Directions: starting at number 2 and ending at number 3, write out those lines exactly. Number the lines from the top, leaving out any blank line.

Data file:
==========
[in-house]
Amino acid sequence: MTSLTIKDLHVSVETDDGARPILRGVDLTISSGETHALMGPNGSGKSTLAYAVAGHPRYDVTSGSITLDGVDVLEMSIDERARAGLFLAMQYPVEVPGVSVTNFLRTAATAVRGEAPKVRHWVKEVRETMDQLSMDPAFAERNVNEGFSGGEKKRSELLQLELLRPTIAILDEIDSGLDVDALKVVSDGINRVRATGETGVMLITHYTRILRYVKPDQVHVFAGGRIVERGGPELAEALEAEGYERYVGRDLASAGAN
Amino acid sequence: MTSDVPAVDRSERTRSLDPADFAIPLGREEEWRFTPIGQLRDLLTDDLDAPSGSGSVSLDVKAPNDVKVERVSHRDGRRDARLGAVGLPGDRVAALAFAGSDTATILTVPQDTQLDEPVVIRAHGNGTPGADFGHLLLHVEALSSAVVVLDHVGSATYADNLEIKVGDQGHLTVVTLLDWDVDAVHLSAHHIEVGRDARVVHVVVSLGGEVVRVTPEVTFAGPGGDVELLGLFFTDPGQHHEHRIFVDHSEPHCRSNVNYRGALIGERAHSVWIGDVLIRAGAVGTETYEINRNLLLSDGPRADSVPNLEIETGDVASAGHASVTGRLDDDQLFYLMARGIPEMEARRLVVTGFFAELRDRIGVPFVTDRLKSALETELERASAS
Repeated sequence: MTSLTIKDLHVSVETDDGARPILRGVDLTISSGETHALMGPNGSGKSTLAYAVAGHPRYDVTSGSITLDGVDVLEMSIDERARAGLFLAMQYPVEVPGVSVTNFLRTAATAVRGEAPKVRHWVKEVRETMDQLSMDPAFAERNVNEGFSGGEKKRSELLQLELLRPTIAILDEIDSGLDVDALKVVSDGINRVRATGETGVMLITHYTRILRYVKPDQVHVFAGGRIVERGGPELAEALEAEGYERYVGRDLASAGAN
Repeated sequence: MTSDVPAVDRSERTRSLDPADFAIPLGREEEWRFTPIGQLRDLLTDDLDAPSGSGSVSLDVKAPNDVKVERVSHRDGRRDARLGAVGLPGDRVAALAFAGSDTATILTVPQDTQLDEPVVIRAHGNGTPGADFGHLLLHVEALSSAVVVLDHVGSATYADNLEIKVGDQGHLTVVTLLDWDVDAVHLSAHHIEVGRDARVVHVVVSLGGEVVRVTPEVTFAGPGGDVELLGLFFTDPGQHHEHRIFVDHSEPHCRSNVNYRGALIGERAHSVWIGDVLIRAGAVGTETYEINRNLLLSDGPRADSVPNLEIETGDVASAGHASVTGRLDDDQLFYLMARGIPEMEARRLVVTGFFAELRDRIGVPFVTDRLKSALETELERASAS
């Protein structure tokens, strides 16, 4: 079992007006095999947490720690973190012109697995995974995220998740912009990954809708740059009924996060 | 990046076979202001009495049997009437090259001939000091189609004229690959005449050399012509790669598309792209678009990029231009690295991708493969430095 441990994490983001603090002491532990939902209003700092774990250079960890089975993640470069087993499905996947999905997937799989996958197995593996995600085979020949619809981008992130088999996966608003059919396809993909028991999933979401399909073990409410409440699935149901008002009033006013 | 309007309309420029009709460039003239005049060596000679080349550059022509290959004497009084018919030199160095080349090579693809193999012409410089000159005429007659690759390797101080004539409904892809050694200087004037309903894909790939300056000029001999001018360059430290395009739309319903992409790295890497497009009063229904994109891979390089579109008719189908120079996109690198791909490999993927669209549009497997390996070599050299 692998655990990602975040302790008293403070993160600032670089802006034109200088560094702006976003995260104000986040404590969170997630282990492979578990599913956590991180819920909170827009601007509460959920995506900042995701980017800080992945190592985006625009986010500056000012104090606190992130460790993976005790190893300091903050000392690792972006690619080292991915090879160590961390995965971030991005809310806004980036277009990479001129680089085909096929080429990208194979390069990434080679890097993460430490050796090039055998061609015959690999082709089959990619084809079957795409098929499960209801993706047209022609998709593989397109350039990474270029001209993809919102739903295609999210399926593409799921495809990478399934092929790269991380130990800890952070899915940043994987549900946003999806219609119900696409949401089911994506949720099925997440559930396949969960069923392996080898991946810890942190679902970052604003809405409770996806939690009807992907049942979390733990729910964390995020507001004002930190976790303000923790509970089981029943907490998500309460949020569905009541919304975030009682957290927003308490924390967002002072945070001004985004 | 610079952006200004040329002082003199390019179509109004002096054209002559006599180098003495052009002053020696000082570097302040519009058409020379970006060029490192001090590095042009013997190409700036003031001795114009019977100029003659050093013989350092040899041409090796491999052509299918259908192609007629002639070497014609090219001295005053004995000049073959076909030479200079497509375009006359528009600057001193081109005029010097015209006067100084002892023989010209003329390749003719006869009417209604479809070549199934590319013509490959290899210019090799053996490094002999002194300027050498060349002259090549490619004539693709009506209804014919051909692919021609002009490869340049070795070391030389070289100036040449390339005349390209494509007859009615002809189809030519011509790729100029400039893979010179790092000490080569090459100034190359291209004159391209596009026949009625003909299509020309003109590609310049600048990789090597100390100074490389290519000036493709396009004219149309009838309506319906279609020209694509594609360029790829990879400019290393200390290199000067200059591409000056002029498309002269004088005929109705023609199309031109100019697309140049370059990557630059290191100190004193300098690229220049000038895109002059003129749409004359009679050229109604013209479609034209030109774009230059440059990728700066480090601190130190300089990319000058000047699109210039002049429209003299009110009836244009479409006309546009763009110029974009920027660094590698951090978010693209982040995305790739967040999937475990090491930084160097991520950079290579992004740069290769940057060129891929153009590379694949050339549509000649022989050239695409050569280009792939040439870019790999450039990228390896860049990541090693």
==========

Amino acid sequence: MTSLTIKDLHVSVETDDGARPILRGVDLTISSGETHALMGPNGSGKSTLAYAVAGHPRYDVTSGSITLDGVDVLEMSIDERARAGLFLAMQYPVEVPGVSVTNFLRTAATAVRGEAPKVRHWVKEVRETMDQLSMDPAFAERNVNEGFSGGEKKRSELLQLELLRPTIAILDEIDSGLDVDALKVVSDGINRVRATGETGVMLITHYTRILRYVKPDQVHVFAGGRIVERGGPELAEALEAEGYERYVGRDLASAGAN
Amino acid sequence: MTSDVPAVDRSERTRSLDPADFAIPLGREEEWRFTPIGQLRDLLTDDLDAPSGSGSVSLDVKAPNDVKVERVSHRDGRRDARLGAVGLPGDRVAALAFAGSDTATILTVPQDTQLDEPVVIRAHGNGTPGADFGHLLLHVEALSSAVVVLDHVGSATYADNLEIKVGDQGHLTVVTLLDWDVDAVHLSAHHIEVGRDARVVHVVVSLGGEVVRVTPEVTFAGPGGDVELLGLFFTDPGQHHEHRIFVDHSEPHCRSNVNYRGALIGERAHSVWIGDVLIRAGAVGTETYEINRNLLLSDGPRADSVPNLEIETGDVASAGHASVTGRLDDDQLFYLMARGIPEMEARRLVVTGFFAELRDRIGVPFVTDRLKSALETELERASAS